Stuff the Beast!

Stuff the Beast!

Stuff the Beast!

A mostly political weblog.
March 5 2009 8:37 PM

Stuff the Beast!

Starving Stuffing the Beast:

Ross Douthat thinks


--he's pursuing the opposite of Bush's "starve the beast" policy, which sought to limit future spending by denying government revenues. Obama, the theory goes, is trying to cram as much spending as possible into the budget, knowing full well it's not paid for: 

Obama's spending proposals would ... create new spending commitments and run up large deficits, in the hopes that the dollars poured into health care and education will create a new baseline for government's obligations, which in turn will create the political space for tax increases on the middle class. Like the starve-the-beast approach, the Obama strategy puts off the hard part till tomorrow: Give them tax cuts today, conservatives said, and they'll swallow spending cuts tomorrow; give them universal health care, universal pre-K, subsidies for green industry and all the rest of it today, liberals seem to be thinking, and they'll be willing to pay for it tomorrow. ...

[I]f you can change the baseline of social spending that Americans expect from their government before that day of hard choices arrive - and once created, government programs are awfully hard to get rid of, whether they're actually effective or not - then you've tilted the landscape of negotiation in liberalism's favor, and ensured that a post-Obama entitlement compromise will look a lot more like social democracy than a pre-Obama compromise would have. 

What would be wrong with a "stuff the beast" strategy? It's disingenuous--but what of that, if the end result is progress? And if the result of Obama's strategy would be only a) universal health care, unversal pre-K, and green industries and b) higher taxes to pay for them, maybe near-unalloyed progress is what it would bring. But there are three obvious questions for the beast-stuffers :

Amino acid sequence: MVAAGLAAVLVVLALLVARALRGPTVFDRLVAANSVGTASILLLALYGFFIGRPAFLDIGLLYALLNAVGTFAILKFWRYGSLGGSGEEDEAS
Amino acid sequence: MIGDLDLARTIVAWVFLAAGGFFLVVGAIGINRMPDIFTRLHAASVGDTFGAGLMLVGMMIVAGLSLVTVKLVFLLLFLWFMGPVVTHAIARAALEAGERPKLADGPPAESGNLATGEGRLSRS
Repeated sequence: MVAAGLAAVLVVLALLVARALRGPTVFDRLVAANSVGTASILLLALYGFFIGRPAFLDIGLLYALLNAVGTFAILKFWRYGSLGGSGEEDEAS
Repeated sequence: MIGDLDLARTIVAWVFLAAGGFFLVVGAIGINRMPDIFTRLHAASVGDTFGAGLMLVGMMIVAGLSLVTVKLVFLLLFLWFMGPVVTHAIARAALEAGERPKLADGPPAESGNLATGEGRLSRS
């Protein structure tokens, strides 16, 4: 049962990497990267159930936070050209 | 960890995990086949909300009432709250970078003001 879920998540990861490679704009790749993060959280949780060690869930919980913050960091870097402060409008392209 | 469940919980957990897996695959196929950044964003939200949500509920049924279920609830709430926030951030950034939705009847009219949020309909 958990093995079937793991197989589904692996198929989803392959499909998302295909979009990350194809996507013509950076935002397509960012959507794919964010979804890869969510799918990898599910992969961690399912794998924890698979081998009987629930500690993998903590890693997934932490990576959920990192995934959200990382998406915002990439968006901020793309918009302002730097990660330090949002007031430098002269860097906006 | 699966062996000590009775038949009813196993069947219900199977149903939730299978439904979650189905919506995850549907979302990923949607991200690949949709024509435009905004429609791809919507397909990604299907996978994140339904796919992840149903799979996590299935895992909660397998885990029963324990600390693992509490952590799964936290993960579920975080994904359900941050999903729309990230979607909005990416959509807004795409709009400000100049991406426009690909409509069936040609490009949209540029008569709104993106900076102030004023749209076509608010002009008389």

1) What parts of government are expanded--the effective parts or the BS parts? If you read the MSM or commentators like Jon Chait , you get the impression that long-suppressed Dem "priorities" are satisfied by  mindlessly in a Congress-pleasing manner expanding all agencies of government by, say, 15%.   That certainly seems to be the animating philosophy of the just-passed stimulus and about-to-pass "omnibus" spending bills. There was, for example, this chilling sentence in a recent WaPo piece on the stimulus:

Processing the rush of money is complicated by requirements unique to the stimulus act. The Department of Housing and Urban Development is getting $1.5 billion for "homelessness prevention," a task in which it has never explicitly engaged.


Do you have any confidence that HUD, an agency that has done more to destroy American cities than crack cocaine, will spend this $1.5 billion, without toxic side effects, in a way that significanty reduces homelessness--as opposed to sustains myriad HUD grantees, and community organizations, and (of course) bureaucrats? True, all spending is stimulative--and those grantees will in turn be spending the $1.5 billion somewhere. But if you were actually prioritizing government programs, as opposed to giving every agency its due, is this $1.5 billion you'd budget?  I doubt it. It's not "waste," exactly. It's just inefficient and ineffective (at best). Mulitiply this problem across the Veteran's Administration and the Agriculture Department and the Labor Department and you get the picture.

2) If the spending isn't effective, is the spending at least reversible? Tax cuts may be less stimulative than direct spending, as Paul Krugman and others argue (in part because taxpayers may save the cuts instead of spending them).  But tax cuts have one obvious virtue--unlike spending, they are relatively easy to reverse when the economy recovers and Keynes-style stimulus isn't needed.  Indeed, Obama is in the process of rescinding a bunch of tax cuts--Bush's--now.  Actually cutting spending on specific programs, once it's been incorporated into the budget, is excruciatingly difficult at best. In particular cases it may be possible. But a large across the board reduction over time at the federal level has basically never been accomplished. Not even by Reagan.